According to the Department of Agriculture's most recent projections (issued on Wednesday, February 23 at the Department's annual Outlook Conference), extension of current Federal farm subsidy programs would result in payments of $12.2 billion over the next 7 years. By comparison, the "Freedom to Farm Act" requires taxpayers to spend $35.6 billion over the next 7 years regardless of market conditions or crop prices. In other words, this so-called "reform" will cost taxpayers $23 billion more over the next 7 years than they would have to spend if Congress simply extended current law (Figure 1).

Based on a history of underestimates by both USDA and the Congressional Budget Office (CBO), USDA's projections are probably too low, not necessarily for 1996 through 1998, when crop prices are almost certain to remain high, but possibly for the years 1999-2002. In the case of the 1990 Farm Bill, for example, taxpayer costs over the 5 years turned out to be one-third higher than estimated at the time of enactment. CBO will not issue its next "baseline" projection for agriculture until March, but its November baseline estimates were significantly lower than the initial CBO baseline in 1995. However, even assuming a 50 percent underestimate on the part of USDA, the department's new baseline for extension of current programs would still be only about half the taxpayer costs that are guaranteed to be incurred under "Freedom to Farm" ($18.3 billion compared to $35.6 billion).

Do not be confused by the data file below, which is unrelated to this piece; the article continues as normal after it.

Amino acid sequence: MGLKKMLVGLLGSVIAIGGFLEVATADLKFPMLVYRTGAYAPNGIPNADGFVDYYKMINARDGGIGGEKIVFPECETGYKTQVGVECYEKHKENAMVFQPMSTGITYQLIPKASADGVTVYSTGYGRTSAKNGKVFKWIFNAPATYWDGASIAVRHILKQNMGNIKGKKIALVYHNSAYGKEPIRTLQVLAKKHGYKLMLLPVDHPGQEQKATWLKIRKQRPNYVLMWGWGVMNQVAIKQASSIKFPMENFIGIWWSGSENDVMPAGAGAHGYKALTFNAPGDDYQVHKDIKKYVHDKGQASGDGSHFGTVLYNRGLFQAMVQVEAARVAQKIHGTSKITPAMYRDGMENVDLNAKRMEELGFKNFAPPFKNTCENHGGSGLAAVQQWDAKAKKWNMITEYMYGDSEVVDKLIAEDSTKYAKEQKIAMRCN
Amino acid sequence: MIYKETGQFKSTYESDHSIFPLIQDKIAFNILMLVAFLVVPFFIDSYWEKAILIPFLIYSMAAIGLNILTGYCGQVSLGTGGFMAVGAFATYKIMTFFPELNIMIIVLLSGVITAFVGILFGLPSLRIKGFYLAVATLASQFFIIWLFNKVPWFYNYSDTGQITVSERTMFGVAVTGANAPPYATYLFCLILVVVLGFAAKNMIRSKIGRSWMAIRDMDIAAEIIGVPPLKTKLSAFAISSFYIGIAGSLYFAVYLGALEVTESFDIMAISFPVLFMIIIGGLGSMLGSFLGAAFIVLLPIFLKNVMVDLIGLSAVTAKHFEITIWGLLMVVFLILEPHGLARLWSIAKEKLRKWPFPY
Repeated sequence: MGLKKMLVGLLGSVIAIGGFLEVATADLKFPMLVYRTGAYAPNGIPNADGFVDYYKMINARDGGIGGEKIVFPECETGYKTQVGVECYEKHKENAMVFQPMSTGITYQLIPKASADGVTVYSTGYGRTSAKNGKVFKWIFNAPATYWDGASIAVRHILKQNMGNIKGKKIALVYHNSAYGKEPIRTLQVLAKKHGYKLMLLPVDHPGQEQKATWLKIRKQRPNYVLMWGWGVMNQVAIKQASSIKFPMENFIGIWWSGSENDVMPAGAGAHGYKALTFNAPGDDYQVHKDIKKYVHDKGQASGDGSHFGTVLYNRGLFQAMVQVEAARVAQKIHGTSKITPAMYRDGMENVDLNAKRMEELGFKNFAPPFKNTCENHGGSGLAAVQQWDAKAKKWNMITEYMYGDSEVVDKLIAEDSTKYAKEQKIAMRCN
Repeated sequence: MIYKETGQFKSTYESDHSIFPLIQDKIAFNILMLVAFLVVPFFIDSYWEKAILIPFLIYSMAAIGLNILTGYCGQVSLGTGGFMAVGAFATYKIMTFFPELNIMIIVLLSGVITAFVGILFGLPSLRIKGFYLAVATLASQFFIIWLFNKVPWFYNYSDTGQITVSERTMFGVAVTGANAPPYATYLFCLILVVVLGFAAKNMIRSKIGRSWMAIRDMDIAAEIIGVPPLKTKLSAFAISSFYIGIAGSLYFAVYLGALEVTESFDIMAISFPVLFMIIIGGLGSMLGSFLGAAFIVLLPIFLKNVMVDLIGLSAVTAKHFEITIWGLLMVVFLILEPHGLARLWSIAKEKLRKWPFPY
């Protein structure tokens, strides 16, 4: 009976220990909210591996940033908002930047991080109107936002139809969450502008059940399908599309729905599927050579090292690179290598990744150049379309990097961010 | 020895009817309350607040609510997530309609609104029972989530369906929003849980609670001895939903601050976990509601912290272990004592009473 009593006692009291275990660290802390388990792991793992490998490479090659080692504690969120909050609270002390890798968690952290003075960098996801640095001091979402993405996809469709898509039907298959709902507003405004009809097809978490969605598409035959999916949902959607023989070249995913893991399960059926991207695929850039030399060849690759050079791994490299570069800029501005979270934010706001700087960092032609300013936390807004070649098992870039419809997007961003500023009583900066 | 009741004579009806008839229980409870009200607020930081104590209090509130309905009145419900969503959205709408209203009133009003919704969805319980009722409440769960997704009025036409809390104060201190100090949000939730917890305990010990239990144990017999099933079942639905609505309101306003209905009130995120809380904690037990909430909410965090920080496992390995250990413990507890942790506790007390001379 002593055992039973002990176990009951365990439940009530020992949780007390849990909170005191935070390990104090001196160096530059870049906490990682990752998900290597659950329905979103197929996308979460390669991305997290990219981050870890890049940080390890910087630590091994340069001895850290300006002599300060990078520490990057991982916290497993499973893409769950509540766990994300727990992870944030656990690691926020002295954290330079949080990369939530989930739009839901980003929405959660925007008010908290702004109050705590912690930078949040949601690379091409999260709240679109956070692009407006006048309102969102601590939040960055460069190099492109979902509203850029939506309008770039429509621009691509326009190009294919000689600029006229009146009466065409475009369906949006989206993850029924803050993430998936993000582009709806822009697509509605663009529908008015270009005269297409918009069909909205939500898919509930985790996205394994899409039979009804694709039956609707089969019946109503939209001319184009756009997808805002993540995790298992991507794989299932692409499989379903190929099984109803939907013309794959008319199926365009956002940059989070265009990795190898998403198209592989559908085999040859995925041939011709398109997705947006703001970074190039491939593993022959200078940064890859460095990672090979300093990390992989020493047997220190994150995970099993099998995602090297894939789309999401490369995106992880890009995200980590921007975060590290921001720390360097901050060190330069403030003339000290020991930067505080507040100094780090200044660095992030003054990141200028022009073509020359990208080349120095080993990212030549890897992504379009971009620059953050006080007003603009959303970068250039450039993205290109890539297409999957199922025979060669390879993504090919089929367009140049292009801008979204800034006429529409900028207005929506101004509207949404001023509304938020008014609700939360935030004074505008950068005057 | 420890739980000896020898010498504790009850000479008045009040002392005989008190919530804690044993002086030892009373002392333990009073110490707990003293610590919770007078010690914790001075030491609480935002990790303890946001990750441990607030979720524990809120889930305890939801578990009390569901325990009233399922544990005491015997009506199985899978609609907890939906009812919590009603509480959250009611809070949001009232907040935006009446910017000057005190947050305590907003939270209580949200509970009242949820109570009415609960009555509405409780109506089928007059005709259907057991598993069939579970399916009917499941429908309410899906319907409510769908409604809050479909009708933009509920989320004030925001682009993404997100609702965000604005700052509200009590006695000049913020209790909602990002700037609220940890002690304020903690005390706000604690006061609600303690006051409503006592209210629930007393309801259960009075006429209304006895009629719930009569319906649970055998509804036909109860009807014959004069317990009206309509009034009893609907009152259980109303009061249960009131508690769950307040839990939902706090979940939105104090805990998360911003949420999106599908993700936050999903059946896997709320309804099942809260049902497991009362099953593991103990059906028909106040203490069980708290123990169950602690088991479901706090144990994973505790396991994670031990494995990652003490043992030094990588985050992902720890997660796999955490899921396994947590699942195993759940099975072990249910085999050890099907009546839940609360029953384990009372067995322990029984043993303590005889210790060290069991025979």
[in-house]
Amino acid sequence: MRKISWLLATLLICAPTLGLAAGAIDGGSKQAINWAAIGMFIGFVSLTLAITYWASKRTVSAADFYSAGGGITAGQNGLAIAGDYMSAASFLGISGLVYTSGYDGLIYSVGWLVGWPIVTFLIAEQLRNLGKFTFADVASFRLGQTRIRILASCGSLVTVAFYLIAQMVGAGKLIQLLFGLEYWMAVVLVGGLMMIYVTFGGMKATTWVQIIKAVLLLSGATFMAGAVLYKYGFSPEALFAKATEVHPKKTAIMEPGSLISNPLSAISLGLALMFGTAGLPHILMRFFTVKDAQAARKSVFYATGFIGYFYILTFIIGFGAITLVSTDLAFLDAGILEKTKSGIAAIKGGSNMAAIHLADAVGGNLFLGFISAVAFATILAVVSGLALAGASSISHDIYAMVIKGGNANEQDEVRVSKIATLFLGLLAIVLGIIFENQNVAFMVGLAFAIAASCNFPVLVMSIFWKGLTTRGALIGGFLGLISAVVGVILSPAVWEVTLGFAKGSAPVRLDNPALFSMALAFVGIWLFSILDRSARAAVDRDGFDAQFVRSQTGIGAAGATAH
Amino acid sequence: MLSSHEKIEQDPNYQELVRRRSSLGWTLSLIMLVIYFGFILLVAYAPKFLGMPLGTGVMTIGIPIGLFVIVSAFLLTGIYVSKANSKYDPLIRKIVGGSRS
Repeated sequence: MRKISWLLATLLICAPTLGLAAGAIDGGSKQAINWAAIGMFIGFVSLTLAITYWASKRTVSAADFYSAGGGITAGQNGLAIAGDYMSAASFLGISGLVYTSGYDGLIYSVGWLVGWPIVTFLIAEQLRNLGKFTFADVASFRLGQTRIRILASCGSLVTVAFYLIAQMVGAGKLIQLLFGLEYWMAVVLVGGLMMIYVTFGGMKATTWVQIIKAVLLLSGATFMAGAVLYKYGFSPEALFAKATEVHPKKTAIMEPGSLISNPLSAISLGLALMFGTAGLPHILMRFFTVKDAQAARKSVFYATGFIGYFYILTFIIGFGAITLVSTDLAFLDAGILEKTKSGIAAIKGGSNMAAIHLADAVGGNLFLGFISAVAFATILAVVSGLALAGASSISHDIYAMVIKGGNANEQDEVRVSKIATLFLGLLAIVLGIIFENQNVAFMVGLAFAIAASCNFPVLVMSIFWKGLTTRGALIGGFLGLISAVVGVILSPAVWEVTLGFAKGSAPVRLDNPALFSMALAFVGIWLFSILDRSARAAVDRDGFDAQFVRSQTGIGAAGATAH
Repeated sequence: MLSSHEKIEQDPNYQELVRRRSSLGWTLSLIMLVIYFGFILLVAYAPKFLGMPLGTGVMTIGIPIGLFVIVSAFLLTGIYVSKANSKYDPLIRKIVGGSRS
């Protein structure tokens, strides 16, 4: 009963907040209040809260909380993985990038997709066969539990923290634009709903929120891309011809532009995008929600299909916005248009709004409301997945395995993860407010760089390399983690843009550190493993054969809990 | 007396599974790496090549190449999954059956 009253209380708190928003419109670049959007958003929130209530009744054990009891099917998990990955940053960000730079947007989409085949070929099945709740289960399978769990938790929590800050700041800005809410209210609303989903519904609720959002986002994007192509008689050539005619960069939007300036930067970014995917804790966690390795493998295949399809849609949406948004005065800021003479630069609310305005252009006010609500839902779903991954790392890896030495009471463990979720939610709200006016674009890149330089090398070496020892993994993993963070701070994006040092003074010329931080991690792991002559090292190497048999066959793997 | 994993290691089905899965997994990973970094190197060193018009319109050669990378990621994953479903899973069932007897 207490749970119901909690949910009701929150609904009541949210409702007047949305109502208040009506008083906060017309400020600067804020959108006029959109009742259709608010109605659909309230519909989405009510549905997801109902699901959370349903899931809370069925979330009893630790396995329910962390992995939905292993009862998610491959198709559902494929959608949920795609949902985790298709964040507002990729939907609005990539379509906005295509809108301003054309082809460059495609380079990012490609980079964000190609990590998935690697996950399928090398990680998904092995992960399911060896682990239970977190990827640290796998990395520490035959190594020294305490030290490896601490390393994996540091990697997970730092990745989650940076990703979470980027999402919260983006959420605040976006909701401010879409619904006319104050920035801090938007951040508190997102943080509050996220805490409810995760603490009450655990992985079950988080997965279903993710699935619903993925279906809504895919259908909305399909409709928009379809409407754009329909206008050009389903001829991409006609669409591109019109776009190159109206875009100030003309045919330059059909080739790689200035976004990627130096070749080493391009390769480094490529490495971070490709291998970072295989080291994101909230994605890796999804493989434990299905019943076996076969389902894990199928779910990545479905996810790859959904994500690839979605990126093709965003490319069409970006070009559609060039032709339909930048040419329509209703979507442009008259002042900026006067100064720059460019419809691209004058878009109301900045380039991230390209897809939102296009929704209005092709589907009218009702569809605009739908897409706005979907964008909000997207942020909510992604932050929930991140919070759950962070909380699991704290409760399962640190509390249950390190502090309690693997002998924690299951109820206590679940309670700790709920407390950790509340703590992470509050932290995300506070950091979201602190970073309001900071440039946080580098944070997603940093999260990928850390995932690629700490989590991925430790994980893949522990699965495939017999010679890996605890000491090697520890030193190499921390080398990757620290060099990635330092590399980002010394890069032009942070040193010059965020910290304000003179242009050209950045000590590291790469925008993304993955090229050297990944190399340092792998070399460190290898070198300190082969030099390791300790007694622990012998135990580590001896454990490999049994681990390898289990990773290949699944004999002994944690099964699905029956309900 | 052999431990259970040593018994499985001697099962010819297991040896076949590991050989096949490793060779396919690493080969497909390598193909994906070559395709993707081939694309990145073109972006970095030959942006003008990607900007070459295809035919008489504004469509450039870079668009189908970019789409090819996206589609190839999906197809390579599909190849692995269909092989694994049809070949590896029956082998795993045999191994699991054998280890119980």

In budgetary terms, billions of taxpayer dollars could be shifted from "Freedom to Farm" payments and invested in job development, conservation and environmental protection in rural America, could be devoted to deficit reduction, or could be apportioned to some combination of the two. Enough funds would remain for a safety net, giving farmers subsidy payments roughly equivalent to those they would receive under current law.